Figure 3: User Mart Migration Strategy

Initially, nothing changes, users still log in and access applications like they are used to.   However, when an applications become shared across divisions, it is re-pointed to the user mart.  The mart contains the needed info for the shared applications to run, however, it does not contain personal information or passwords.  When a user logs in via the user-mart-attached application, the mart transparently passes the login request back to the original directory via Pass-through Authentication (PTA).  This allows the shared applications to be re-pointed one at a time.  There is only one system of record for any given user so the data does not become redundant or corrupted.  Eventually, all the applications may become shared, the legacy directories retired, and the user mart (or other directory) re-designated as the single, corporate-wide directory, but there is no rush.

It’s essential that the user mart be an enterprise-class directory since the shared applications will depend on it.  It needs robust high availability and backup and the synchronization must be rock solid.  The user schema should be the ideal target state.  The synchronization converts from the legacy schemas to the target schema in near time.  This way, nothing needs to change on the original directories, but there is steady progress to the combined, ideal schema.

Single Sign-on Strategy

When the shared applications already use or can easily use single sign-on (SSO), another approach is to use SSO routing to direct user sign-on to the proper directory.  Shared applications may already be enabled for SSO (e.g. via ADFS).  In this case, they are re-pointed to an SSO routing identity gateway which determines who the user is, and then routes the sign-on request to the appropriate, back-end identity server.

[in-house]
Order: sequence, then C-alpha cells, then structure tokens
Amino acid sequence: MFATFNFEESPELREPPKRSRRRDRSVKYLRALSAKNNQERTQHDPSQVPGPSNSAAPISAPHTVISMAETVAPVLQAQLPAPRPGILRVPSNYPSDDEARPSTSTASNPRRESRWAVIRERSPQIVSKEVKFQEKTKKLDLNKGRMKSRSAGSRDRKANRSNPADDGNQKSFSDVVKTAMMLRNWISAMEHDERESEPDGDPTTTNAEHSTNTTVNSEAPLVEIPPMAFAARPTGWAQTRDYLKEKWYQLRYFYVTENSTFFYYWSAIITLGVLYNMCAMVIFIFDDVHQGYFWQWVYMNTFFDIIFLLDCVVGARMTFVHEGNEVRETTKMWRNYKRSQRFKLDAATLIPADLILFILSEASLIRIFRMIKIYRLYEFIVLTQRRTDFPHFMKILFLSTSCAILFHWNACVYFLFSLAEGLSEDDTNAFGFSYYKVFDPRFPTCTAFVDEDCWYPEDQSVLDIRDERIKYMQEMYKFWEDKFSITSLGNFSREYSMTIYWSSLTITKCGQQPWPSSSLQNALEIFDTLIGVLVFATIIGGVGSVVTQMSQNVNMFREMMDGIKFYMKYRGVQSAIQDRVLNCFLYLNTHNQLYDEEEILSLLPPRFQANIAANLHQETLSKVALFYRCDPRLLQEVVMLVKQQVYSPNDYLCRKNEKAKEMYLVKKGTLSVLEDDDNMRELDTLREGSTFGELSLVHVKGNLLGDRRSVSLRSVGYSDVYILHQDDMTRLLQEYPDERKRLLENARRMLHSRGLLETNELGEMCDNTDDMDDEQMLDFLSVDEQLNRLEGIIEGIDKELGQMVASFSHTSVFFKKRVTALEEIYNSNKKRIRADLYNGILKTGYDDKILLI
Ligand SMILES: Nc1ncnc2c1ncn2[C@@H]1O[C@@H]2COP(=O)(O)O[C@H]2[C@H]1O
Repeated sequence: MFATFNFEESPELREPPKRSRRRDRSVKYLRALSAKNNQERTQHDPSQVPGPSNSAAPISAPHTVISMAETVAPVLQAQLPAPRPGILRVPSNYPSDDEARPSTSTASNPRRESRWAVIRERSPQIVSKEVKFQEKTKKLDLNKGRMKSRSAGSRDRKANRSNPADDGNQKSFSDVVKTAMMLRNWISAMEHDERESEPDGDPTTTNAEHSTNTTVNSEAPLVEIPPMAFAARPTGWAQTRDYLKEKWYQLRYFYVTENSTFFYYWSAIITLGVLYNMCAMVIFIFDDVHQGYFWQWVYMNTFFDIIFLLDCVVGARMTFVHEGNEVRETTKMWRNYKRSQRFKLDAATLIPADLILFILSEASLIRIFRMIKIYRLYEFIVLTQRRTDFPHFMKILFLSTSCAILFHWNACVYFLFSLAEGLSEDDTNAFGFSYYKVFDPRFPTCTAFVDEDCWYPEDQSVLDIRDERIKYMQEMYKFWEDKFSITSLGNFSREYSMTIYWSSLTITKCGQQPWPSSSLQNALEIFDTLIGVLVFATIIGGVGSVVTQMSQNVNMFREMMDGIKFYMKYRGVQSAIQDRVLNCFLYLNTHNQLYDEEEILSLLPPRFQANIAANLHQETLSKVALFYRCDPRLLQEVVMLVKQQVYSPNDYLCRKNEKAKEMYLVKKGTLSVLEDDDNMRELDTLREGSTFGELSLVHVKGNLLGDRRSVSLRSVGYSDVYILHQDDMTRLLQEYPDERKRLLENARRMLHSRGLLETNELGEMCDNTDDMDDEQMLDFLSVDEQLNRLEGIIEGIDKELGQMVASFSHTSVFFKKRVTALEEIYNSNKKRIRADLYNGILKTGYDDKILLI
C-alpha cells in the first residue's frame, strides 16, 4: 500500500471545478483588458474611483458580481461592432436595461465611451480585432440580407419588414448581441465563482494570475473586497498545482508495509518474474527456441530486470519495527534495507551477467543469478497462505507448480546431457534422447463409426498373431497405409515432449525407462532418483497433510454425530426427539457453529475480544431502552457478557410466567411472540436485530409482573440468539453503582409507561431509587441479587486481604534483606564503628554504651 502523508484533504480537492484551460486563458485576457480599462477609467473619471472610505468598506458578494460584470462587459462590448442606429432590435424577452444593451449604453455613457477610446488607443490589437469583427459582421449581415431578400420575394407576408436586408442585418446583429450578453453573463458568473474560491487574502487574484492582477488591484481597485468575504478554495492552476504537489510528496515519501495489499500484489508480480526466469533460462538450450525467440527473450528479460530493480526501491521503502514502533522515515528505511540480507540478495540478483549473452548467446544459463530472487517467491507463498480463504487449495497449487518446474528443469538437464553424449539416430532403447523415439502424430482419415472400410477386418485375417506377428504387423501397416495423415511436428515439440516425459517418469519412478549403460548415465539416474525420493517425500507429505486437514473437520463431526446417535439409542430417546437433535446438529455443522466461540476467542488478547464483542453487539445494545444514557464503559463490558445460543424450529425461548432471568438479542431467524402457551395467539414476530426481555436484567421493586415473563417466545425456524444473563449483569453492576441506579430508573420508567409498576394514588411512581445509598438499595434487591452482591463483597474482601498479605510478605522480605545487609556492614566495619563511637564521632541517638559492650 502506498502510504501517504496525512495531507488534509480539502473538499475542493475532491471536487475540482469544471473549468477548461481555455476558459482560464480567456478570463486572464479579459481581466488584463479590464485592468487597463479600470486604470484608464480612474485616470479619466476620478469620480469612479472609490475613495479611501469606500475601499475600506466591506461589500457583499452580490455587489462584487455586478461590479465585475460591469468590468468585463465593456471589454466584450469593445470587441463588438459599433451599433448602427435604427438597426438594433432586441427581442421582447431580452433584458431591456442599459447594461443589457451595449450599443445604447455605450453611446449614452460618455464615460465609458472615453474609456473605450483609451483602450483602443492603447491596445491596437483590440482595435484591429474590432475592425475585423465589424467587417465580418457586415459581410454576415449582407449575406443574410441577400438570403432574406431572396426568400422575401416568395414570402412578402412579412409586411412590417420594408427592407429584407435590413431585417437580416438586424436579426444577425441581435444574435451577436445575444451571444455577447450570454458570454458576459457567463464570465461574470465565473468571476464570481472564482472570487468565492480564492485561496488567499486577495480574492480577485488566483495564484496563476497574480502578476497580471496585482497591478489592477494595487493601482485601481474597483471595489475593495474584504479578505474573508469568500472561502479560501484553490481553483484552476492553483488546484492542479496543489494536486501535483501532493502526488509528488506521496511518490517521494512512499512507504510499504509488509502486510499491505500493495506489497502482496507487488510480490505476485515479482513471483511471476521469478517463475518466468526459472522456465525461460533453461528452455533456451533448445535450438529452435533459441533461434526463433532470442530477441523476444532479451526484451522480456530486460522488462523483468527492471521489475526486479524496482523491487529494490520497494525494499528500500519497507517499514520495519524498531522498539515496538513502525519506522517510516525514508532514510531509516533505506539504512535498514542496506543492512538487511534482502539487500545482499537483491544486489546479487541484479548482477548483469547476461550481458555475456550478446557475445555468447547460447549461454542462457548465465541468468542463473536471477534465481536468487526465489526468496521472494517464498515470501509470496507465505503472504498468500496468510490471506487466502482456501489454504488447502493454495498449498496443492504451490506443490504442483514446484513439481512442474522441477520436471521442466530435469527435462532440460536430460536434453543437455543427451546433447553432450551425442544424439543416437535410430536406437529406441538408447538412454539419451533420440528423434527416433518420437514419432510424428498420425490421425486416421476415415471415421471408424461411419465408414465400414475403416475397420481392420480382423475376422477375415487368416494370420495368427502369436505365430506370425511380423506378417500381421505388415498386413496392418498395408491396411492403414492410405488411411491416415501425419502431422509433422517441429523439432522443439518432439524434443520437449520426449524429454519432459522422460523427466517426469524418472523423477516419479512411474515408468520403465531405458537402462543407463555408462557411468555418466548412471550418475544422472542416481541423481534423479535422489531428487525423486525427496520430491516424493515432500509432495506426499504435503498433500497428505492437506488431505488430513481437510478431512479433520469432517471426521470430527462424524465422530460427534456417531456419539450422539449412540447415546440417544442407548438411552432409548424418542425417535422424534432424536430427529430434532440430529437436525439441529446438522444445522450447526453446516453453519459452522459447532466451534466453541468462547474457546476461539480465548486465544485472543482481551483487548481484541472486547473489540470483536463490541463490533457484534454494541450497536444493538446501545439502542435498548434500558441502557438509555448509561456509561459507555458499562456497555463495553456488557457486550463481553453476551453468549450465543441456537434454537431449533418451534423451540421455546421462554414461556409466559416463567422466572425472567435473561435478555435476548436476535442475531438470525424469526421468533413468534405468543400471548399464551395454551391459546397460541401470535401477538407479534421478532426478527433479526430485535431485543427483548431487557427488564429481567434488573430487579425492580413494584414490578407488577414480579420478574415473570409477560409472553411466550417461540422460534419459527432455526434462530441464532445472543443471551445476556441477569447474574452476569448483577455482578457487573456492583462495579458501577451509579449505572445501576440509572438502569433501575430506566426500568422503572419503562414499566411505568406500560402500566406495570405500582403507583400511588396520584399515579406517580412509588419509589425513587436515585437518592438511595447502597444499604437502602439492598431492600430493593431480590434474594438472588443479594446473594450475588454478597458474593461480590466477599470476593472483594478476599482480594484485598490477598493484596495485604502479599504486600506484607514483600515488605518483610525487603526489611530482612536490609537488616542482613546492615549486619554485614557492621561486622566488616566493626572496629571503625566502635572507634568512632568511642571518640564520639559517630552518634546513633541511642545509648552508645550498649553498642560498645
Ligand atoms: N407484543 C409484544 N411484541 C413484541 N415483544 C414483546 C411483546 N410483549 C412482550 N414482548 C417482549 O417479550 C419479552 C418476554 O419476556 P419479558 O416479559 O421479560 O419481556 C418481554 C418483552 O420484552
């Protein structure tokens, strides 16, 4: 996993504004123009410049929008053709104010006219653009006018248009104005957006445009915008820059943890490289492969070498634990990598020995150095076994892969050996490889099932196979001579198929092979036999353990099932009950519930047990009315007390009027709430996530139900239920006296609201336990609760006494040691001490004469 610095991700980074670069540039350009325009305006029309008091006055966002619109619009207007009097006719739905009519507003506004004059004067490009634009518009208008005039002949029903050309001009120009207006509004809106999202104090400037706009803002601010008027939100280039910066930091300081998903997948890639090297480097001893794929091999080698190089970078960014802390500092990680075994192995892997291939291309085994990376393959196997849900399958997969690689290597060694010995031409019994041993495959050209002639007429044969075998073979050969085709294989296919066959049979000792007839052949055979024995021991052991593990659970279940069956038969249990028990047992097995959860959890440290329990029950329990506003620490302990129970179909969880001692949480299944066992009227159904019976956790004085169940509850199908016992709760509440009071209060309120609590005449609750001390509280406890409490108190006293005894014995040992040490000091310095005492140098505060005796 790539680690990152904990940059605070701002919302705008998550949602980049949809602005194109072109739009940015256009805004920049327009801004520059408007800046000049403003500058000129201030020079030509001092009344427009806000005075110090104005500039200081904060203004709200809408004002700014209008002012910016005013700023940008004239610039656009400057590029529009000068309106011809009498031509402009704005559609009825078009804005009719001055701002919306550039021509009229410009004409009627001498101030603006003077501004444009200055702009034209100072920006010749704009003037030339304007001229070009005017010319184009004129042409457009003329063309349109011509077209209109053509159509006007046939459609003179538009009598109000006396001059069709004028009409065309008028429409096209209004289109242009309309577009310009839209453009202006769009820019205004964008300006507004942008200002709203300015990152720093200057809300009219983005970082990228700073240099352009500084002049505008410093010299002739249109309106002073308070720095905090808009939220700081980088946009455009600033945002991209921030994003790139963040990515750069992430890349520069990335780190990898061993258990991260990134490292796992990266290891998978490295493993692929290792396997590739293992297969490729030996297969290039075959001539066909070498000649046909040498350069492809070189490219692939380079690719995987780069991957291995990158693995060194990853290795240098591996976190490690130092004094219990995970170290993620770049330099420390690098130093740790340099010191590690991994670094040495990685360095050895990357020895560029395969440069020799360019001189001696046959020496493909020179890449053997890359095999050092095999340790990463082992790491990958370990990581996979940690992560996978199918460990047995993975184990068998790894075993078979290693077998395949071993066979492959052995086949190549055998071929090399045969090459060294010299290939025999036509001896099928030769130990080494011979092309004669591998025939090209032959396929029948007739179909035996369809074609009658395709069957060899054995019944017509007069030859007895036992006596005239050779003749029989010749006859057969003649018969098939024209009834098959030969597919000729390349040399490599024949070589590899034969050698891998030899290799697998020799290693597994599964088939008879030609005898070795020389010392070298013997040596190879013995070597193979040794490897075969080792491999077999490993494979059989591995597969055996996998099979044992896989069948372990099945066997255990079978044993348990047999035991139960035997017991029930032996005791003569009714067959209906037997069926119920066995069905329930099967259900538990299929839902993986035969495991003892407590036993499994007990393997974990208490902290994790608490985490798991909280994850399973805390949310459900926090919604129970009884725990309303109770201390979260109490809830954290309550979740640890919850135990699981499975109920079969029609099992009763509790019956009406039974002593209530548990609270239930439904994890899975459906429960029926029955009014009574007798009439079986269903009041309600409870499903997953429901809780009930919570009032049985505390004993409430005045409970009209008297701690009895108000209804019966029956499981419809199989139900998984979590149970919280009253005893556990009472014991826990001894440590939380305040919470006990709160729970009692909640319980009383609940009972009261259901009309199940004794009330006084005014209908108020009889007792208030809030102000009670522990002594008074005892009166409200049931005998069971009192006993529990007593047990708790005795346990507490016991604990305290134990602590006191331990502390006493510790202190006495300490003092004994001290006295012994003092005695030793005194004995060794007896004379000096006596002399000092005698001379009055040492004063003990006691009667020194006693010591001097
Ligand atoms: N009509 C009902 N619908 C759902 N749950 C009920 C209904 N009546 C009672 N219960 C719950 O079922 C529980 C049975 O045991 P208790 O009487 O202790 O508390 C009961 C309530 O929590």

Figure 4: SSO Gateway

In this scenario, each backend directory still manages its own set of users, there is no replication of data, and data stays local to its geography.  The SSO response collects the needed data (e.g. email address, country of origin, title, etc.)  from the appropriate server and packages it as part of the SSO Assertion.  This approach maintains a very strict “need to know” policy, giving each application only the minimum information it needs to operate.  It also has the advantage of supporting additional identity sources (e.g. customer Identity Providers).  As in the first solution, the backend directories can still be consolidated over time, but there is no rush.

One of the challenges of this approach is identity routing.  When a user attempts to log in, the gateway must determine where the user’s identity is stored and route the request appropriately.  Some strategies our customers employ include:

  • Drop down lists (ask the employee what division they belongs to)
  • Tracking cookies to remember user’s home division
  • Separate login URLs for each division
  • Using the login name to determine division (if obvious from the user’s email)

Our customers often combine both the user mart and SSO strategies as some applications require single sign-on and some do not (or cannot).

By using migration rather than the “big-bang” cutover, merged companies can practically move from a distributed set of identity management systems to a single consolidated system at their own pace without business disruption.